The Environmental Protection Agency’s now-adopted rule to reduce carbon dioxide from existing electric power plants injects the force of law behind an unprecedented expansion of federal administrative power — a regulatory power asserted without clear statutory authority.
Dubbed the EPA Clean Power Plan, this federal takeover of the electric sector will elicit scores of commentaries about the convoluted mandate. However, crucial questions about the constitutionality of EPA’s grand scheme risk getting lost in the mix.
These questions should remain front and center. Surrender to the growing federal technocracy out of a pragmatic necessity is what nourishes the administrative state at the expense of fundamental democratic principles. Regrettably, many states and industries apparently intend to submit compliance plans in hopes of making the best of it.
The EPA’s expansive Clean Power Plan recalls Justice Antonin Scalia’s rebuke to another EPA overreach in an earlier, more light-handed carbon rule:
“When an agency claims to discover in a long-extant statute an unheralded power to regulate a significant portion of the American economy, we typically greet its announcement with a measure of skepticism. We expect Congress to speak clearly if it wishes to assign to an agency decisions of vast economic and political significance.”
If that earlier rule requiring relatively modest energy efficiency measures for large industries merits Justice Scalia’s sweeping rebuke, the EPA’s final rule to re-engineer the electric power sector takes regulatory purview to uncharted territory. Adoption of the Clean Power Plan rule is a milestone in federal regulation.
If the Affordable Care Act federalizes medical care and Dodd-Frank federalizes the banking system, the EPA’s Clean Power Plan federalizes the electric sector, but with a glaring distinction. Congress has considered, but always rejected, any new laws authorizing the EPA’s regulation of carbon dioxide.
Operating like the central nervous system of the economy and each home, the power sector affects every other sector. Over the last century, the United States has developed a highly intricate electric system that reliably generates abundant and affordable power. The EPA now has arrogated the authority to redesign that system under the Clean Power Plan’s ill-suited, tight-fisted interpretation of the Clean Air Act. Under the new rule, carbon content — rather than cost, safety and supply — will determine the operation of the electric grid.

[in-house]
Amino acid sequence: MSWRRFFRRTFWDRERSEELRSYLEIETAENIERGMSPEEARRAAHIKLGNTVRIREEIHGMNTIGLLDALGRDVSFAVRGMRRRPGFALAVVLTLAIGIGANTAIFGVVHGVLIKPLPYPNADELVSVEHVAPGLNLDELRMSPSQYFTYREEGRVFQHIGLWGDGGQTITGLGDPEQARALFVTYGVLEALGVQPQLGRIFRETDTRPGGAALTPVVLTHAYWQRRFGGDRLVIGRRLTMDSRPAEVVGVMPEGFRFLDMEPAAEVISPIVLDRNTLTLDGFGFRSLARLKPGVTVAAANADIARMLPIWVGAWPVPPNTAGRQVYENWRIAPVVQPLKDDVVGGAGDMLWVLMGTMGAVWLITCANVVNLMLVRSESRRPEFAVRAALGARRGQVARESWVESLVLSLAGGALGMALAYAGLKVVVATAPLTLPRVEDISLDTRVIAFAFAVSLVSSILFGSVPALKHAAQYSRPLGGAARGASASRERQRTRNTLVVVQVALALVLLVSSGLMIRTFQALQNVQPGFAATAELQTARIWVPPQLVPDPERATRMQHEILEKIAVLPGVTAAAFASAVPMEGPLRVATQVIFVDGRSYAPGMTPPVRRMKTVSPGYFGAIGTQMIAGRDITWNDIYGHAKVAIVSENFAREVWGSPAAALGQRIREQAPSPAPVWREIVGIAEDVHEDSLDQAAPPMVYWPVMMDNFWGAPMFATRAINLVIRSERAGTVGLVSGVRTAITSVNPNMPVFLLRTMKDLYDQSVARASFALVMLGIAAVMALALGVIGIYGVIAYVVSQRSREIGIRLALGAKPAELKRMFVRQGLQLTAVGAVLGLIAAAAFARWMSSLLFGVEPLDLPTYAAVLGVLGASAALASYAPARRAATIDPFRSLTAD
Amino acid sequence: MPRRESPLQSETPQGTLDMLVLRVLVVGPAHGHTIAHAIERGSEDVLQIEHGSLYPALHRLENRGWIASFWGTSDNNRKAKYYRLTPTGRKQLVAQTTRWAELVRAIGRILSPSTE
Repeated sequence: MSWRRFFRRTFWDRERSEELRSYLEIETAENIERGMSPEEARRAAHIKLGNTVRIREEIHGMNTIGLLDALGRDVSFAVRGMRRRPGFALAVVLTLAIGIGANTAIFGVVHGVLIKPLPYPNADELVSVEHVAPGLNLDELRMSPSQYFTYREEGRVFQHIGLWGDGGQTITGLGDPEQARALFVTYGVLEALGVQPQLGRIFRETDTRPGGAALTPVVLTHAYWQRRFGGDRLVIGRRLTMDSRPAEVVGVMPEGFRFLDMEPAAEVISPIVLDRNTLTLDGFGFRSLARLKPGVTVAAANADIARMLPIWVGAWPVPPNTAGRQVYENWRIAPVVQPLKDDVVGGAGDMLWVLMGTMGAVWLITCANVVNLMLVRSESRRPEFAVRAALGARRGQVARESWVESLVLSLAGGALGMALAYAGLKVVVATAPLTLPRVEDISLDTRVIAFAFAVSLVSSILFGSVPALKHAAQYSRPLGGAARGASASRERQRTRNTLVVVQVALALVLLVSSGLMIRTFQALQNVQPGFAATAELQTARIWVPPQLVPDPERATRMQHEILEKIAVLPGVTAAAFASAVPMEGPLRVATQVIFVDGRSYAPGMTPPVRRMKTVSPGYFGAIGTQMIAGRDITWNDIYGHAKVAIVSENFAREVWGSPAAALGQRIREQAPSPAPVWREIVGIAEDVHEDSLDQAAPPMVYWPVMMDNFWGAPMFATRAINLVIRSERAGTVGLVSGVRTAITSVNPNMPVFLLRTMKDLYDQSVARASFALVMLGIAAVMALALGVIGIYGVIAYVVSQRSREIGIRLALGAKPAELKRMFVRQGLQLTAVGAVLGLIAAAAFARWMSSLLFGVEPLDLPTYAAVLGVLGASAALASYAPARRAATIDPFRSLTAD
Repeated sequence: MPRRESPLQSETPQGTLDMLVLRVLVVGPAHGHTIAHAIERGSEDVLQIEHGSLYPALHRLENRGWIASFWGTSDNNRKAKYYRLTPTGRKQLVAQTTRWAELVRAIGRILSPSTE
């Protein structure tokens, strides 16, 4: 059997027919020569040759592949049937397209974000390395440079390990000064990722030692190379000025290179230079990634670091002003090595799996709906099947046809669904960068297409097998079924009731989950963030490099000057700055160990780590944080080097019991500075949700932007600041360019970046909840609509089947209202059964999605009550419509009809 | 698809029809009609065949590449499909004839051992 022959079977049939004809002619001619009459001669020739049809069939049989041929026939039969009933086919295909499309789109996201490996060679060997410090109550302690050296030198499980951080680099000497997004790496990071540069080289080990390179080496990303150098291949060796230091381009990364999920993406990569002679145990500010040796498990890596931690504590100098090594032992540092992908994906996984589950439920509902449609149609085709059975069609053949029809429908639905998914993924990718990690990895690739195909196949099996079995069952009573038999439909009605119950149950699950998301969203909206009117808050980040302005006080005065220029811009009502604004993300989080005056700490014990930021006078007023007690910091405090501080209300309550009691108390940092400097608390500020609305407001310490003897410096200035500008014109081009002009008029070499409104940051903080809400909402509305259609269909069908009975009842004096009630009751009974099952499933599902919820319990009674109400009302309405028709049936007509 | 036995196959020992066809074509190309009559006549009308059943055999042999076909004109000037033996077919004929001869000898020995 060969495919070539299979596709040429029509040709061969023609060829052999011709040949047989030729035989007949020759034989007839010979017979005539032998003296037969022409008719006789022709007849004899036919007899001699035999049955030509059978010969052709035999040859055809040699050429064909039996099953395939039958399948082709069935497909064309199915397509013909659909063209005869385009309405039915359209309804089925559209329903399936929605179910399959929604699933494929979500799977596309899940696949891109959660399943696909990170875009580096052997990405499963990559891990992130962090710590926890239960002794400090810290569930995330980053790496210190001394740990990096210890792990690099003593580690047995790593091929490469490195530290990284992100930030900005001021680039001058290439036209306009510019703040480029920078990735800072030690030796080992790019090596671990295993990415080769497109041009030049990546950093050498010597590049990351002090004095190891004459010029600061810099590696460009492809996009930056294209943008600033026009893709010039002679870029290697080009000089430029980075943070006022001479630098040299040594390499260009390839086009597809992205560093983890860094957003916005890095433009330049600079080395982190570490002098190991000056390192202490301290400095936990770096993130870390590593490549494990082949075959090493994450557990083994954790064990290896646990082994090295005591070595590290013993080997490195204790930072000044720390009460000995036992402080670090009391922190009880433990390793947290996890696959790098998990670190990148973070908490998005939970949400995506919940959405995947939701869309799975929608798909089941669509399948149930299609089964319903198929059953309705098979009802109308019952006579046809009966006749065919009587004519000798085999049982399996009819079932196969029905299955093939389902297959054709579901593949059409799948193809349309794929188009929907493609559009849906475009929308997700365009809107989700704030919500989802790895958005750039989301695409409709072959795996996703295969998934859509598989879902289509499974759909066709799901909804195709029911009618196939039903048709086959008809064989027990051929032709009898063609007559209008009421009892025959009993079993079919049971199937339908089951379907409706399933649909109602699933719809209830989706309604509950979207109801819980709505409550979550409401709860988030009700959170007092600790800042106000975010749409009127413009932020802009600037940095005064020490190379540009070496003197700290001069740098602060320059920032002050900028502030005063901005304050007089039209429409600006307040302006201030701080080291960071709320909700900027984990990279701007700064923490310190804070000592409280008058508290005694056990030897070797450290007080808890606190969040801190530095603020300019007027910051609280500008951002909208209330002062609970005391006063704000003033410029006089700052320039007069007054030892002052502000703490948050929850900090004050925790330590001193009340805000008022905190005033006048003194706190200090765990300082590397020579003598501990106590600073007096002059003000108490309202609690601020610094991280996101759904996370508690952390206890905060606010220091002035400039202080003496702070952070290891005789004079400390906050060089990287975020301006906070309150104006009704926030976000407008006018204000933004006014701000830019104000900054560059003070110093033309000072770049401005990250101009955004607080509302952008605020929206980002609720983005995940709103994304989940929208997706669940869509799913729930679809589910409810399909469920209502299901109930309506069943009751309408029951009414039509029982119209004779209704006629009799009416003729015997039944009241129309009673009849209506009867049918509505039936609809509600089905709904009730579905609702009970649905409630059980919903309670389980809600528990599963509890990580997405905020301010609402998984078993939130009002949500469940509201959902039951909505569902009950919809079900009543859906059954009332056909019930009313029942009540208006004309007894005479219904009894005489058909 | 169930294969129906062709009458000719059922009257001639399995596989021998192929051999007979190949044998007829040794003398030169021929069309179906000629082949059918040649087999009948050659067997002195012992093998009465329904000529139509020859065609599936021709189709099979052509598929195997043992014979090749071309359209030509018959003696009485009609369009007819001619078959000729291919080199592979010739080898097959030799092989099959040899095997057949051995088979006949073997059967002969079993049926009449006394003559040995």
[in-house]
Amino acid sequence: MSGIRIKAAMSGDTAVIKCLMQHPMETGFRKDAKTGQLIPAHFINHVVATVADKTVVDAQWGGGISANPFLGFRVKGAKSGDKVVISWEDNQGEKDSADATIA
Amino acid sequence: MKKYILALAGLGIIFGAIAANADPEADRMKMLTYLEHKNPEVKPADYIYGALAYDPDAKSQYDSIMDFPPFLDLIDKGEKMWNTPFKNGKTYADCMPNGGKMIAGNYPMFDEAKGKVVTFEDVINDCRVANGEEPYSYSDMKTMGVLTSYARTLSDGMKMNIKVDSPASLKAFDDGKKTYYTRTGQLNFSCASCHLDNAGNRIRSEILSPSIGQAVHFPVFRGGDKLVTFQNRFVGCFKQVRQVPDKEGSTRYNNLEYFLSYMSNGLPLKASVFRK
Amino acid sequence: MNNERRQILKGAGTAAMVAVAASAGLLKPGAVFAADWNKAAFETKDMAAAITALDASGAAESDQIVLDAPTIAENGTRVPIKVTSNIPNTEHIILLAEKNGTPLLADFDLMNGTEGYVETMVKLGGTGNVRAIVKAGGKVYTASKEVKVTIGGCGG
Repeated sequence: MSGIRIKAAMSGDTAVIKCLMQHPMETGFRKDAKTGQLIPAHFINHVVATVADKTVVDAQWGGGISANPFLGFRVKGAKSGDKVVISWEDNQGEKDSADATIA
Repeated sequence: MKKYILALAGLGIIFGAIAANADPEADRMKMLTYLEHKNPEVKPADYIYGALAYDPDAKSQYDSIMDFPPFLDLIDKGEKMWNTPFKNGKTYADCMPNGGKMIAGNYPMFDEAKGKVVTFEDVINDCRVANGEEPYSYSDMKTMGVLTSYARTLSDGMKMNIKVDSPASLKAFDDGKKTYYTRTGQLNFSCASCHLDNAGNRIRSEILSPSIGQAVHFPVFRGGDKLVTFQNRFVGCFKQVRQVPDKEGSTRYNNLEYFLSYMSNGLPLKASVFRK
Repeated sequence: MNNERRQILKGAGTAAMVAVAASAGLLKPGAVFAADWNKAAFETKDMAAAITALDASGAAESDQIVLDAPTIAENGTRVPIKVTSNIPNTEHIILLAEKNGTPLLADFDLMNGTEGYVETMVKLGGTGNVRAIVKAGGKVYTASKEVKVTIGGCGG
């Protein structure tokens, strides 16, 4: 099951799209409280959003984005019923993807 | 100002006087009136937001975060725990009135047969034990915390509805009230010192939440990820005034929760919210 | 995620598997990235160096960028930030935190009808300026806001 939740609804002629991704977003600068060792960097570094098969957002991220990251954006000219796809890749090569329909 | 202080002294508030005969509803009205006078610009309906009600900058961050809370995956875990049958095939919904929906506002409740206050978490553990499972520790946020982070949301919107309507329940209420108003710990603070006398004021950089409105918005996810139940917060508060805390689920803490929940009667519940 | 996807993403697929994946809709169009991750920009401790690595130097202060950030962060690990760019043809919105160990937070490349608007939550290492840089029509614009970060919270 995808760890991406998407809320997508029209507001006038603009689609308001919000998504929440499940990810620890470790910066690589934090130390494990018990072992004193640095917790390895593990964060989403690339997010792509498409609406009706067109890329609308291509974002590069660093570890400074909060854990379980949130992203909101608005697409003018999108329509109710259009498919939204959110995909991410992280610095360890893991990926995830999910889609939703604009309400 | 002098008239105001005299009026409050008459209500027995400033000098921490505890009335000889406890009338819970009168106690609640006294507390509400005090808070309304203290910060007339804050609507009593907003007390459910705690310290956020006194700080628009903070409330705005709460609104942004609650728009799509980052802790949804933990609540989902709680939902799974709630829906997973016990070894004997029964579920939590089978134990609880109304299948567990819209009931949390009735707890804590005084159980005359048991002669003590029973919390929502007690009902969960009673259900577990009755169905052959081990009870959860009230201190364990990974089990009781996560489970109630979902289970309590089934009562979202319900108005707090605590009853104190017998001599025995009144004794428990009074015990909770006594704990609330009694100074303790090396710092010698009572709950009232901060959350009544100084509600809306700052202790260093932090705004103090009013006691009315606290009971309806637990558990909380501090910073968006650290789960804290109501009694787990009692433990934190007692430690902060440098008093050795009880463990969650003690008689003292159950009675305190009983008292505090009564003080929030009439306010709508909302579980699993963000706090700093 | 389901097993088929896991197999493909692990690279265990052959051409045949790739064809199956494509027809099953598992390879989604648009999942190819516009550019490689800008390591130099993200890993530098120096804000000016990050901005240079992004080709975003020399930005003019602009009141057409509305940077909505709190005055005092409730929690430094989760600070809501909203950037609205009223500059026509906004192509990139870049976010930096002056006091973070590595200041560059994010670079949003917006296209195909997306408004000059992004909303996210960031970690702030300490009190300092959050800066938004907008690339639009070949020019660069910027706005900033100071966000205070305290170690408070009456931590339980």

Although of “vast economic and political significance,” the EPA’s enforceable plan carries no measurable climate benefits — the raison d’etre of this regulatory action. If the tons of carbon dioxide equivalent to the rule’s mandated 32 percent reduction of emissions are plugged into the science on which the EPA relies, the new rule will only reduce predicted warming by approximately 0.02 degrees Celsius.
With global warming off the table, the EPA has offered at least four different justifications for the Clean Power Plan: prevention of early deaths; an investment opportunity; “climate justice for communities of color”; and finally what appears to be the real driver: “leading the world.” The president repeatedly declares that the power plan is a “symbol” providing “leverage” for an international climate agreement. Our president, who also claims that climate change is a greater threat to civilization than radical Islamist terror, is unusually proactive in pursuit of a binding international climate accord later this year.
The EPA’s plan puts our country on the same green path that Germany and the United Kingdom began several years ago. Those countries created new laws to authorize replacement of their well-functioning electric system with uncontrollable and expensive renewable generation. Their bold efforts, however, have led to “environmental lunacy” according to The Economist. Over the past two years, the mainstream media has similarly assessed Europe’s “false hope” in renewables as “a fatal blunder with ugly consequences,” “a systematic industrial massacre,” and even a “green energy basket case.”
After investing billions in taxpayer money, the Germans and the British are left with ballooning subsidies, spiraling electric bills, collapsing energy markets, industrial flight to other countries, and energy poverty — while subsidizing the return of coal-fired plants and unavoidably rising emissions of carbon dioxide. The clincher: Wood has now become the most widely used source of renewable energy.
There is no wiggle room for give and take on the EPA’s seizure of the electric power sector. With relatively light judicial restraint, the agency now acts as an independent technocracy without accountability to the three constitutional branches of government. Congress alone can end this inglorious mess by establishing clear limits to the EPA’s authority, which knows no bounds.
• Kathleen Hartnett White is distinguished senior fellow and director of the Center for Energy and Environment at the Texas Public Policy Foundation and is a former chairman of the Texas Commission on Environmental Quality.